So, I’ve been running a little bit again.
I’ve been running as often as I can early in the morning before M leaves for work. It’s always dependent oh how much sleep I’ve had the night before (that’s code for: how much sleep P has given me). The last two weeks haven’t been great as P’s been up late and waking in the night, but putting him in with the big kids seems to be helping a bit. Last night he was asleep before 9 and slept straight through. For the first time in two weeks, I didn’t immediately shut off my running alarm and roll over, desperate for another hour of sleep. I grabbed the pile of running clothes I set out for myself and slipped out the door.
I’m at the point in my C25K where my running intervals are really starting to lengthen. If you’re unfamiliar with how a C25K program (Couch to 5k) works, it’s designed to help a total non-runner be able to run 5km in 8 weeks. It takes you through a series of running and walking intervals that gradually get longer and longer until you are no longer walking but running the whole thing. I was so skeptical the first time I did the program after Hank was born four years ago because I was SO out of shape, but I had such success with it. I worked my way through again last summer, but eventually had to stop because my hip issues were really affecting my mobility and I knew I had to deal with that first.
So, when I finally felt ready to run again at the beginning of July, I knew I would need to start from scratch. Again. The first week of intervals start you at running for 60 seconds at a time and it slowly builds you up week by week.
Except for week five.
There is one run in week five that I am always afraid of when I get to it. At the beginning of week 5 you jump from running 5 minute intervals to 8 minute intervals. Those extra three minute feel long, but doable.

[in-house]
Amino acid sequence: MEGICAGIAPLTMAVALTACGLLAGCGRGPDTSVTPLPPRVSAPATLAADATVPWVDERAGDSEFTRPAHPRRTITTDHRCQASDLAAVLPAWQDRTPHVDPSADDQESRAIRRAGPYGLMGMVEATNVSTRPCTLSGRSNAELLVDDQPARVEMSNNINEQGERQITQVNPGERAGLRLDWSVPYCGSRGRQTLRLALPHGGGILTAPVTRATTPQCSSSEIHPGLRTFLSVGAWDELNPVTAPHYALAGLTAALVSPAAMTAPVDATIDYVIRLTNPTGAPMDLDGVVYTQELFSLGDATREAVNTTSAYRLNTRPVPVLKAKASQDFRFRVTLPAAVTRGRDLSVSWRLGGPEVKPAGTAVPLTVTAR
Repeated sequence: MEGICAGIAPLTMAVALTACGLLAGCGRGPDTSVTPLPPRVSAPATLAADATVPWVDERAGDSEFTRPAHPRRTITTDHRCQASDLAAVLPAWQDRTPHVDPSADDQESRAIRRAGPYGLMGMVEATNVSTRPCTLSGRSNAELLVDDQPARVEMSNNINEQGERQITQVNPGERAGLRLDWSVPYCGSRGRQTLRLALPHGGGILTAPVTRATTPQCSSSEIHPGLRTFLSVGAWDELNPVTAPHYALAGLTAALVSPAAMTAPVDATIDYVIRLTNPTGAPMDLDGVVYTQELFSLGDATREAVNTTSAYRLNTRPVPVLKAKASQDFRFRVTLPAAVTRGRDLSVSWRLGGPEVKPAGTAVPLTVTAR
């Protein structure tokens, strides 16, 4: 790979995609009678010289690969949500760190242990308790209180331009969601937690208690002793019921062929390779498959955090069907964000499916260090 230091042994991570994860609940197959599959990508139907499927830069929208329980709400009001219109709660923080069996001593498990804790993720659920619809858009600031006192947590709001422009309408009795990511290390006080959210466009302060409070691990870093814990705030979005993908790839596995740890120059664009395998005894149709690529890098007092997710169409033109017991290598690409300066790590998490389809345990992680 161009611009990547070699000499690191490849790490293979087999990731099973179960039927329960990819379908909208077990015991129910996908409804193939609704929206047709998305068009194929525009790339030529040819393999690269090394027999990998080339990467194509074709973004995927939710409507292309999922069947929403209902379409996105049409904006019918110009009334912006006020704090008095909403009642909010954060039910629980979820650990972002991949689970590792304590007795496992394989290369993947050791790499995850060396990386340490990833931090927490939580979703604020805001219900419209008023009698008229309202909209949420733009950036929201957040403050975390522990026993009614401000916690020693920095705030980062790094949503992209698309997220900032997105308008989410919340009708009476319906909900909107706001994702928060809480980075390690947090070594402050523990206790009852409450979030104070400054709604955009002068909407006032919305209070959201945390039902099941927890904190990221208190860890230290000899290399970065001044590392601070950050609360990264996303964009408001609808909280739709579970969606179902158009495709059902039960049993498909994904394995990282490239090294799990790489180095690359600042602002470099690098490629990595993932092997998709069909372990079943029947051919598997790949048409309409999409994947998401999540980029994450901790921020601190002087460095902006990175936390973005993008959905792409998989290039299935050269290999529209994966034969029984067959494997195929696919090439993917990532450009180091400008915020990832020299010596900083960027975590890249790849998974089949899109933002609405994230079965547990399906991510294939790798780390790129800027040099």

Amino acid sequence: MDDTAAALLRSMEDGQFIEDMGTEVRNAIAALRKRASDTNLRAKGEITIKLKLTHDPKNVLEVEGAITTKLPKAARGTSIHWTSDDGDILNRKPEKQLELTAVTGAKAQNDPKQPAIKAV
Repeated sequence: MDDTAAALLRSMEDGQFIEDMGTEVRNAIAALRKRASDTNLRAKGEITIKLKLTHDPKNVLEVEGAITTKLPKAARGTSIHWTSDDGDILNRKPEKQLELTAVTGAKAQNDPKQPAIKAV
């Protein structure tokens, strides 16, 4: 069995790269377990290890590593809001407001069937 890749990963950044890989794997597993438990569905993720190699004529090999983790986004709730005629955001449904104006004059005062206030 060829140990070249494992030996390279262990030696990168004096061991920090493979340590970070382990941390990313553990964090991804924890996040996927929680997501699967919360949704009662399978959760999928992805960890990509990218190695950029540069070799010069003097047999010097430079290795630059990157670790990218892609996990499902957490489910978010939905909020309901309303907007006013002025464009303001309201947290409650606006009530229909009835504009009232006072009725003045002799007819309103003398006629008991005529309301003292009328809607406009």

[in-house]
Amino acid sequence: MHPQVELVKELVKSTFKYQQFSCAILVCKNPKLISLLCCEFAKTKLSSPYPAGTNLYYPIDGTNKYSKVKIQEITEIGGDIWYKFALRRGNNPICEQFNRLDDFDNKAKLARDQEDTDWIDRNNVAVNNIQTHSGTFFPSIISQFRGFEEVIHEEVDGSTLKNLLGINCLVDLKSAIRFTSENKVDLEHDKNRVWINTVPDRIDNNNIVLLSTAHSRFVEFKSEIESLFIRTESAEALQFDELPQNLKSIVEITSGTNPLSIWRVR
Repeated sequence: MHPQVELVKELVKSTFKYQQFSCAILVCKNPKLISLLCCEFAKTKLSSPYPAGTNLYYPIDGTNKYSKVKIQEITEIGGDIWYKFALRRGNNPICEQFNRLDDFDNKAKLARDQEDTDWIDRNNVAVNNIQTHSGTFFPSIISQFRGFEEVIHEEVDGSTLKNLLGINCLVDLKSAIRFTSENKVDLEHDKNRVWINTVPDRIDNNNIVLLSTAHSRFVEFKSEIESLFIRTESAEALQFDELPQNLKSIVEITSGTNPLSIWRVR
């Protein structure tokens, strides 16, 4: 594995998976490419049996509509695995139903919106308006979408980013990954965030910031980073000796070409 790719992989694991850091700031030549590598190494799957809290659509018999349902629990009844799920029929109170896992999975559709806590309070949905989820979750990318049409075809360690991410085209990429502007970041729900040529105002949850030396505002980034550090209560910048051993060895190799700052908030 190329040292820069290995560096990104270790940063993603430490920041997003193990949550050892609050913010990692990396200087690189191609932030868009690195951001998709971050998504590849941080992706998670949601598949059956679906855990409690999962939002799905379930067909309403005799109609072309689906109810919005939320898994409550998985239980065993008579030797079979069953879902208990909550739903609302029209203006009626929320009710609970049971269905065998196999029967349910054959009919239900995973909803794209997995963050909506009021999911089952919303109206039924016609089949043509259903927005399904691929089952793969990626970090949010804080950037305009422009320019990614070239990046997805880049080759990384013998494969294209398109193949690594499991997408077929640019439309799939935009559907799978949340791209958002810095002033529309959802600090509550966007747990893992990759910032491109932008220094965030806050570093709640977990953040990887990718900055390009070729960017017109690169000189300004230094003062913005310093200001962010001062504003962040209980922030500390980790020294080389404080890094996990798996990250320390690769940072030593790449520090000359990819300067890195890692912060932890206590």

Then the next day tells you to run for 20 minutes, with no break. When you’ve just huffed through 8 minutes, 20 feels almost impossible. Every time I’ve come to this run, I balk at it and put it off.
Today I finally ran it.
I not only ran it, I crushed it. I turned on my music, hit the pavement and just kept going. When I heard the voice beep in to tell me I had one minute left in my run, I couldn’t believe it.
So I just kept running. Today I ran 4km for the first time since starting again… and I did it without stopping to walk. I ran for 30 minutes non-stop, and I feel amazing. I’m still pretty slow, but I’m so close to 5km now that I can taste it. My body is slowly shaking off the rust and remembering that we like to do this.
So, rather than be ashamed or embarrassed that I’ve had to start at the beginning and go through this program again, I’m trying to celebrate the small victories and be proud of the fact that rather than giving up, I’m trying again. On to week 6!
I think I’m addicted to my phone.
I’ve noticed since Prince Will’s birth that I spend a ridiculous amount of time on it. Part of that is because I’ve been home, and the other (big) part is because that’s what I do to “escape” for a few minutes.
You know how it goes… the first thing you do in the morning is check your phone–Facebook, Instagram, email, messenger, Timehop, etc… and there goes 20 minutes. Then it’s off and on throughout the day whenever I need a “break” or I get a notification, and it’s always for longer than I say I will. And then we finally get the kids into bed, and what do I do? Play on my phone. Finally it’s bedtime, and what’s the last thing I do before getting into bed? Check my phone that one. last. time.
I think it really started when Will was a baby. The only way he would be calm was if I had him in my arms walking laps around my house. To keep myself sane, I would hold him over my shoulder while we paced and I would play on my phone. I spent hours on Facebook, Instagram, Twitter, and Candy Crush, just trying to distract myself from a bad day.
Well, I’m no longer pacing my house with Will, but I am still spending WAY more time on my phone than I’d like. I sometimes think back to when I was a teenager and didn’t yet have one, and I am pretty sure that I was totally fine without it.
So, today is day one of the great phone cut back. I deleted the Facebook app off my phone a while ago, and today I disabled notifications from all the apps I usually get sucked into. I don’t want to delete them completely because I still want to share photos occasionally, but I want to stop trolling the newsfeeds so often. The only sounds that will now alert me from my phone are calls and text messages, and I am determined not to pick up my phone unless it’s to have a conversation with someone (in person or by text).